Graham Nelson on upcoming changes to Inform (for writing interactive fiction). IF was a huge part of my childhood but I haven’t done much with it since. Hoping to at least play through one whole game sometime.

Hillel Wayne on path objects in Python. I didn’t know this!

Nick Morgan’s Easy 6502 tutorial. Only partway through this (for fun) but it’s a good tutorial.

Mike Crittenden on stay interviews (the opposite of exit interviews). Interesting.

Nathaniel on websites under 14kb. Little performance hack.

Stable Diffusion’s public release. Very interesting, especially after I found that apparently this is what’s powering Midjourney. Haven’t actually tried it, though.

Mary Fetzer on a new material Penn State researchers have developed. Sounds cool.

Scott Galloway on TikTok. Yup.

Oven, Jarred Sumner’s new company for developing Bun. I tried Bun with my family sheets project but it didn’t work with the yaml library at the time. Need to try it again sometime. (The built-in TypeScript and NPM install speed are very intriguing.)

Josh Comeau on why React re-renders. Helpful.

Hillel Wayne on why arrays start at 0, though not with a definitive answer.

Carlin Eng on a critique of SQL from 1983. Interesting to see where it was and where it is now.

Christof Damian on the thinking behind his Friday link posts. I’ve been subscribed to his blog ever since we met via Lunchclub a couple years ago, but I hadn’t seen this page till now.

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Reading — Prints 2.8

A good month for reading — pretty sure I’ll hit 5,000 pages by the end, at the rate I’m going. (Not that quantity matters more than quality, to be clear.)

Recent nonfiction reads

  • Clementine, by Sofia Purnell. A biography of Clementine Churchill, Winston’s wife. This was a somewhat draining book — sad family life perpetuated across three generations (so much bad parenting and dysfunctional marriage and adultery!), not to mention the weight of two world wars — but I’m glad I read it. Before this, for example, I don’t think I’d read much WWII history from the British perspective. Eye-opening. Also, I came across “rumbustious” for the first time ever. What a lovely word.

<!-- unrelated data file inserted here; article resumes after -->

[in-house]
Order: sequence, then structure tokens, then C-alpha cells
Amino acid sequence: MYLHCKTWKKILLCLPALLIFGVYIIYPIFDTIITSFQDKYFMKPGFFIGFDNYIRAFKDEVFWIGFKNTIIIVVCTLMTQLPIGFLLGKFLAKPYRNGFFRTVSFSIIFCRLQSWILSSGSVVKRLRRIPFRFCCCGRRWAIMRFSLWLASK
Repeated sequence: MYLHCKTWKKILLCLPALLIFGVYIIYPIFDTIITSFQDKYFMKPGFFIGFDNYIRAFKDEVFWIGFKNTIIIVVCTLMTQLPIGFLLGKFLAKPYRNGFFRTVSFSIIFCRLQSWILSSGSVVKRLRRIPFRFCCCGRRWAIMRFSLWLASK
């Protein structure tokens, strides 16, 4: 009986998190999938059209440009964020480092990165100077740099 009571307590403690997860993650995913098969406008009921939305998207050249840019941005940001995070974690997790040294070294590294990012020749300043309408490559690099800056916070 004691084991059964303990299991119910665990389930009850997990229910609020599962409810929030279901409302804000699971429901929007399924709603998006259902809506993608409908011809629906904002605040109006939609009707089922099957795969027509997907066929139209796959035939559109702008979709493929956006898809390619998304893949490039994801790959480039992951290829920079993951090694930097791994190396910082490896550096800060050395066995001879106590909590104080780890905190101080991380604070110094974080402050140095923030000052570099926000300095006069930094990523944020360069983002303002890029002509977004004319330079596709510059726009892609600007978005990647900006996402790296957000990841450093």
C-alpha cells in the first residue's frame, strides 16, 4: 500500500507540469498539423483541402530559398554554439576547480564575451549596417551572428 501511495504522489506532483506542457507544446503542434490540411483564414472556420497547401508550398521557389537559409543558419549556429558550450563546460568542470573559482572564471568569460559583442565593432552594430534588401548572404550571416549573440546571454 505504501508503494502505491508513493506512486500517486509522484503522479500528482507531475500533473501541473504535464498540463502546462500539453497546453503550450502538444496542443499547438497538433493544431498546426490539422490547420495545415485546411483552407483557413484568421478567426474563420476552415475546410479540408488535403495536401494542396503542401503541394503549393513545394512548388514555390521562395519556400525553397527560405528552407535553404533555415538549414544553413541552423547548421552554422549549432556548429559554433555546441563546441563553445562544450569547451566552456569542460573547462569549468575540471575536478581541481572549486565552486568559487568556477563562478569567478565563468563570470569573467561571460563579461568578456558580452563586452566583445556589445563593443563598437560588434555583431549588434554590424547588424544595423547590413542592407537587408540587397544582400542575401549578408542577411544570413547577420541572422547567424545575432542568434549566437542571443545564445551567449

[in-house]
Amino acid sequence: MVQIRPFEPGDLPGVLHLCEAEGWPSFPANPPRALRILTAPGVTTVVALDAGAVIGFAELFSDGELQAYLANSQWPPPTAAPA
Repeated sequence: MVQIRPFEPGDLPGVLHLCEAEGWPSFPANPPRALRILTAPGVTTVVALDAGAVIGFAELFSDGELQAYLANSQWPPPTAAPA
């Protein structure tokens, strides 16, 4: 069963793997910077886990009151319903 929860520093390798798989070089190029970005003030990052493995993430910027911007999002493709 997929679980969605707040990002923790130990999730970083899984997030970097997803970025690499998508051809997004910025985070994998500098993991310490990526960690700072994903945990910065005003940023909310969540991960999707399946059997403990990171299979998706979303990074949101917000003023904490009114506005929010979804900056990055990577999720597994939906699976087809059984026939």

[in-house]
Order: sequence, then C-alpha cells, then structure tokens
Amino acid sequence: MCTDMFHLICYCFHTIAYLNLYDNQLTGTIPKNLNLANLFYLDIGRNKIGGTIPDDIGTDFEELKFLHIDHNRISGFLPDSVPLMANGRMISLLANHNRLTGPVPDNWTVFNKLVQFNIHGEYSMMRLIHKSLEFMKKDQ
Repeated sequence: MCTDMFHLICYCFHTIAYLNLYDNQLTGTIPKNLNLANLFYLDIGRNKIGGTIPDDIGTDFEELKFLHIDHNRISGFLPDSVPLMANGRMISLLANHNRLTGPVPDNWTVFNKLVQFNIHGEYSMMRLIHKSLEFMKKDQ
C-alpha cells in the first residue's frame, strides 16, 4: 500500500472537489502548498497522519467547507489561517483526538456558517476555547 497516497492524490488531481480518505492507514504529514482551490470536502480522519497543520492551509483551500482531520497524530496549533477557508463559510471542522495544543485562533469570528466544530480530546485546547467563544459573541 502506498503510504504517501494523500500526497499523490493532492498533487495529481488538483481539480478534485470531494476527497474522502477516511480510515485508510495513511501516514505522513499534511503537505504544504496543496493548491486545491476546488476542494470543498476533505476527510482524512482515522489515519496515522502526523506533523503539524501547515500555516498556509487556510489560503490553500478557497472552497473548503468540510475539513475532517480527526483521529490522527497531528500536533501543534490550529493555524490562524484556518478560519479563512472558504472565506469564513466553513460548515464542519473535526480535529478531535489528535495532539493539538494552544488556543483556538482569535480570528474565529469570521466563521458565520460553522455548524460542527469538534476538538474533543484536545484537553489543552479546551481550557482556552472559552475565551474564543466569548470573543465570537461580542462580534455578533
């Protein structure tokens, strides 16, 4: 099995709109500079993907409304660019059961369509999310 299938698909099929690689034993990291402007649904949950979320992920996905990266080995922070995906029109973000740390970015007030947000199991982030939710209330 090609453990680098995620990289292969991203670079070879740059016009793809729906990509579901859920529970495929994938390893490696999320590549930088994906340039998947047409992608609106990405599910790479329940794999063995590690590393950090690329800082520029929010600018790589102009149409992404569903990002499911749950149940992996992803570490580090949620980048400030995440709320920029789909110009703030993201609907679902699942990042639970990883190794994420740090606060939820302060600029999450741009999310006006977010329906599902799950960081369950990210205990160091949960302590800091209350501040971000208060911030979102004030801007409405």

• Here Is Real Magic, by Nate Staniforth. Quite liked this. I didn’t expect half the book to be a bit of an India travelogue, but it turned out to be a nice surprise. (India and Brazil have been in my mind a lot lately as places I’d like to travel to someday.)

Recent fiction reads

  • The Hands of the Emperor, by Victoria Goddard. I initially heard about this via Alexandra Rowland’s post and figured I’d give it a try. Ended up loving it, enough so that I immediately bought all of Goddard’s other books. It’s cozy fantasy — more calm, less action — and I initially thought it was going to be too relaxed for me, but the stellar character work sucked me in before long. There’s also enough magic to make it interesting to me (I struggle with completely mundane fiction), though the magic is not at all the point of the book. Reading about Cliopher kept reminding me (in some ways) of my time as ward executive secretary and ward clerk over the years. Fond memories. Looking forward to reading the rest of the books (of which there are many, and they’re multiplying quickly!).
  • A Practical Guide to Conquering the World, by K. J. Parker. Final installment in the Siege trilogy. This one didn’t click as much for me as the others did, sadly. Not entirely sure why, but I suspect I had trouble suspending disbelief with the central conceit. (Which confuses me a little, because it’s basically the same conceit as in the first two books.) The archery nerdery was fun, though.